With the dark nights upon us, we expect that the number of burglaries to increase.   The impact of your home being burgled is immense both financially and mentally.   Yet it is common for us to delay doing basic security things until a close friend or you are attacked. Having the time or money to buy security measures can be a reason.
Rather that telling you to go out and spend lots of money on expensive security products I want to focus on the basics that may  prevent you from becoming a victim.

Key Messages
1 ;   Keep a light on.   Give your house the appearance that somebody is at home.
2 ;   Make sure you lock your doors.  Make sure you challenge your family if they are not doing this. CCTV has shown that this is the first port of call for a burglar is trying the front door handle.
3 ;   Lock your gate.   Stop people from having free access to the rear or side of your house.
4 ;   Beware of keyless car theft.   Buy a Faraday box or pouch to protect them.
5 ;   Seen something suspicious - call it in.   You know your neighbourhood better than anyone else!  If something is not sitting right with you, act on this and do not be afraid to call the Police.  If you think it could be a burglary or theft of vehicle then call 999.
6: Become a NW member.

2) Key Facts about calling 999 and pressing 55 (attachment)

1) Crimestoppers   
Know something about a local crime but don’t want anyone to find out you spoke up?
Tell our charity what you know 100% anonymously on 0800 555 111 or click to fill in our easy to use online form.
Our trained team will take down the details of the crime, but never any personal details about you. You’ll have no police contact, no witness statements and no court appearances.
The only person who will ever know you got in touch is you.

2) Domestic Abuse
Domestic Abuse Includes:
physical violence,
emotional abuse
psychological abuse
economic abuse
sexual violence
Often the first step to breaking the cycle of domestic abuse is to speak to someone about it.  There are people who will listen, not judge and provide you with support, no matter what situation you are in.
1 In 4 Victims of Domestic Homicides Are Over The Age of 60
It's never too late to ask for help whatever age you are!

Oxfordshire Domestic Abuse Service
0800 731 0055
National Domestic Abuse Helpline
0808 200 0247

25% of LGBTQ+ people suffer through violent or threatening relationships.
It can be hard for LGBTQ+ domestic victims to seek help because they may not want to disclose their gender or sexuality to police or other organisations.

0800 999 5428

3) Victims First
Victims First is an organization funded by the PCC in Thames Valley -if you contact Victim Support (as many will know the more familiar name) you will automatically be  transferred to Victims First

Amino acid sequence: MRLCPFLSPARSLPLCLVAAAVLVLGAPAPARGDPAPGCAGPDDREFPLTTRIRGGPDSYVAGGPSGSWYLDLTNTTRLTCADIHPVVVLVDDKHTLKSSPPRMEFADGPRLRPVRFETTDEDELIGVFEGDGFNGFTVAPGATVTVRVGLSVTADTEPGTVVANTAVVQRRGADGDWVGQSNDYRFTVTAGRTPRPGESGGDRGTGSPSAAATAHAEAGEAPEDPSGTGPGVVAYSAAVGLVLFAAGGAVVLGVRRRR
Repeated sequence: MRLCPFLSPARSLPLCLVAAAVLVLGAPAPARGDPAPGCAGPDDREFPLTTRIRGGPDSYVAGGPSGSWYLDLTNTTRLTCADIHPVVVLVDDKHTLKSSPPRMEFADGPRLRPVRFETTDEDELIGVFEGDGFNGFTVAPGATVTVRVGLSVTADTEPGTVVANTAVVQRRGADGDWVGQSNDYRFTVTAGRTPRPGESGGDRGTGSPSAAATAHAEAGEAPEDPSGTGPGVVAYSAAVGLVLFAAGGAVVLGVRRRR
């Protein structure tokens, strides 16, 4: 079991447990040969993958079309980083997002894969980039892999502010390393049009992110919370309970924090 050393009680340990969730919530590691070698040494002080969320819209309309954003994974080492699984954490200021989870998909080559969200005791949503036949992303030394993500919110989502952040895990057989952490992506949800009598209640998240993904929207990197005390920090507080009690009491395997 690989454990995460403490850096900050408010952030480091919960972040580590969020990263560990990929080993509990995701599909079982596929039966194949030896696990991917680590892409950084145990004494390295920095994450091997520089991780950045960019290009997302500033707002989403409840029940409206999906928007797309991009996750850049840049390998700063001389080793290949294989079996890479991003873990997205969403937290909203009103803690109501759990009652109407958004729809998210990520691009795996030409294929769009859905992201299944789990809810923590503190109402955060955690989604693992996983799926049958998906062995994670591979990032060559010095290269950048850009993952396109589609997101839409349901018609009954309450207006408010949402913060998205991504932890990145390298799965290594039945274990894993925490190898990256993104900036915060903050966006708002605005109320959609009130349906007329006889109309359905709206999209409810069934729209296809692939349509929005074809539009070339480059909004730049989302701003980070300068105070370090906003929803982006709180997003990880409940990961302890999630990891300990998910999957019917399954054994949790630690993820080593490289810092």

We're here and available to take your calls. If you've been a victim of crime or abuse & need support, please contact us
We can offer support regardless of when the crime took place & whether or not you've reported it to the police
📞 0300 1234 148

4) PCC Seeks Your Views on The Thames Valley Police Budget
Message sent on behalf of the Police and Crime Commissioner for Thames Valley.
The Police and Crime Commissioner for Thames Valley, Matthew BARBER, has launched an online survey seeking views on the budget for Thames Valley Police for 2022/23.

On 16 DECEMBER, the Home Office announced the funding settlement for Police forces across the country for the next financial year.   In Thames Valley, this means an additional £ 15.5 m in Government grant to pay for a further increase of 244 police officers (including 13 for the South East Regional Organised Crime Unit, SEROCU) next year.   The increase in officers is part of the national uplift programme that will see 20,000 additional officers across the country by MARCH 2023.   In the Thames Valley, we have already seen the positive effects of recruitment with more Police officers than a decade ago and, in addition to the Home Office funded recruitment, Police and Crime Commissioner, Matthew BARBER, is seeking to fund additional future growth to ensure that police officer numbers increase in-line with our population.

Despite the increase in funding from government, there continue to be cost pressures on the Force, and the public rightly expect to see improving performance in order to keep us all safe and bring criminals to justice. Alongside the funding from the Home Office, the Government has also allowed Police and Crime Commissioners to increase council tax by up to £ 10 (for a Band D property) in order to make additional investments in policing.   This monetary increase is called a precept.   There are eight council tax bands but nationally Band D properties are used as the benchmark. In Thames Valley, that means that for less than 20 p a week for the average household, more than £ 9 m could be invested in frontline policing.

Earlier this year, Matthew BARBER published his Police and Criminal Justice Plan which sets out the following priorities for Thames Valley Police: